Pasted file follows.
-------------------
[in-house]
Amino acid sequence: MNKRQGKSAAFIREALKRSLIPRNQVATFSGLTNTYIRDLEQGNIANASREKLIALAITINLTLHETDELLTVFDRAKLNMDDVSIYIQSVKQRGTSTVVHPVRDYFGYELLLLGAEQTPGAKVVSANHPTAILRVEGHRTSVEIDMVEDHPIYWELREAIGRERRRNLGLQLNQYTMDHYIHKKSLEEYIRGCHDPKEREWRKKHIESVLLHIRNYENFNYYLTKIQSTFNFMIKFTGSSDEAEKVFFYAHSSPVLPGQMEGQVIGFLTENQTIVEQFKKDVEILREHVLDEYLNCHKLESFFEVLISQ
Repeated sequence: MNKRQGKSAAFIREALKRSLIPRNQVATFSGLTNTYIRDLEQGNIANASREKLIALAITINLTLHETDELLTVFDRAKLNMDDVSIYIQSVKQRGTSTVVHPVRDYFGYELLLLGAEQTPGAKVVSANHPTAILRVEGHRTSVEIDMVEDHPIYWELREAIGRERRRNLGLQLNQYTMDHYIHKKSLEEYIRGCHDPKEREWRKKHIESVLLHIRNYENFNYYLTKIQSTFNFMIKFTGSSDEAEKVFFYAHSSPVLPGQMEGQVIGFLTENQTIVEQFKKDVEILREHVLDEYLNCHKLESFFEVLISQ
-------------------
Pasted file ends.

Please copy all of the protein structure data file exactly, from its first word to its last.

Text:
[in-house]
Amino acid sequence: MNKRQGKSAAFIREALKRSLIPRNQVATFSGLTNTYIRDLEQGNIANASREKLIALAITINLTLHETDELLTVFDRAKLNMDDVSIYIQSVKQRGTSTVVHPVRDYFGYELLLLGAEQTPGAKVVSANHPTAILRVEGHRTSVEIDMVEDHPIYWELREAIGRERRRNLGLQLNQYTMDHYIHKKSLEEYIRGCHDPKEREWRKKHIESVLLHIRNYENFNYYLTKIQSTFNFMIKFTGSSDEAEKVFFYAHSSPVLPGQMEGQVIGFLTENQTIVEQFKKDVEILREHVLDEYLNCHKLESFFEVLISQ
Repeated sequence: MNKRQGKSAAFIREALKRSLIPRNQVATFSGLTNTYIRDLEQGNIANASREKLIALAITINLTLHETDELLTVFDRAKLNMDDVSIYIQSVKQRGTSTVVHPVRDYFGYELLLLGAEQTPGAKVVSANHPTAILRVEGHRTSVEIDMVEDHPIYWELREAIGRERRRNLGLQLNQYTMDHYIHKKSLEEYIRGCHDPKEREWRKKHIESVLLHIRNYENFNYYLTKIQSTFNFMIKFTGSSDEAEKVFFYAHSSPVLPGQMEGQVIGFLTENQTIVEQFKKDVEILREHVLDEYLNCHKLESFFEVLISQ